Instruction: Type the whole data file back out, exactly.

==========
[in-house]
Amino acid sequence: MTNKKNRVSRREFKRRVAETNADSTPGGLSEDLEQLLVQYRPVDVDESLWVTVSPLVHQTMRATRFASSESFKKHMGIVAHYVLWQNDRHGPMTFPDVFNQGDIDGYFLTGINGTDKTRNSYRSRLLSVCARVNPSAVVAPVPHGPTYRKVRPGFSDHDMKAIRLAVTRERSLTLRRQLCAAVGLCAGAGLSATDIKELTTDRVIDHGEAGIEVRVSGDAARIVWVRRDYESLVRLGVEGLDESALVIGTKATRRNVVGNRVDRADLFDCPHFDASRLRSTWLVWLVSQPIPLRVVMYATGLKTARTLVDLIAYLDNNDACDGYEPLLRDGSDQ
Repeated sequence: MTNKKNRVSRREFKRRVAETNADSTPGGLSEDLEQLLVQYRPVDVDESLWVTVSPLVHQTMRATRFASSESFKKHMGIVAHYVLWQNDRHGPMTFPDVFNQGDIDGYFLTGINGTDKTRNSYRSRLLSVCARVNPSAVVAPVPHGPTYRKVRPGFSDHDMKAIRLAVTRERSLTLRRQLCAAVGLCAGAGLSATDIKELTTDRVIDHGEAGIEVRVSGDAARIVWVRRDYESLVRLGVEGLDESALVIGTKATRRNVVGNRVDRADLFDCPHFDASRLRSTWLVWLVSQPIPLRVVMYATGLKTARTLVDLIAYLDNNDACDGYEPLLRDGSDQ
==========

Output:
[in-house]
Amino acid sequence: MTNKKNRVSRREFKRRVAETNADSTPGGLSEDLEQLLVQYRPVDVDESLWVTVSPLVHQTMRATRFASSESFKKHMGIVAHYVLWQNDRHGPMTFPDVFNQGDIDGYFLTGINGTDKTRNSYRSRLLSVCARVNPSAVVAPVPHGPTYRKVRPGFSDHDMKAIRLAVTRERSLTLRRQLCAAVGLCAGAGLSATDIKELTTDRVIDHGEAGIEVRVSGDAARIVWVRRDYESLVRLGVEGLDESALVIGTKATRRNVVGNRVDRADLFDCPHFDASRLRSTWLVWLVSQPIPLRVVMYATGLKTARTLVDLIAYLDNNDACDGYEPLLRDGSDQ
Repeated sequence: MTNKKNRVSRREFKRRVAETNADSTPGGLSEDLEQLLVQYRPVDVDESLWVTVSPLVHQTMRATRFASSESFKKHMGIVAHYVLWQNDRHGPMTFPDVFNQGDIDGYFLTGINGTDKTRNSYRSRLLSVCARVNPSAVVAPVPHGPTYRKVRPGFSDHDMKAIRLAVTRERSLTLRRQLCAAVGLCAGAGLSATDIKELTTDRVIDHGEAGIEVRVSGDAARIVWVRRDYESLVRLGVEGLDESALVIGTKATRRNVVGNRVDRADLFDCPHFDASRLRSTWLVWLVSQPIPLRVVMYATGLKTARTLVDLIAYLDNNDACDGYEPLLRDGSDQ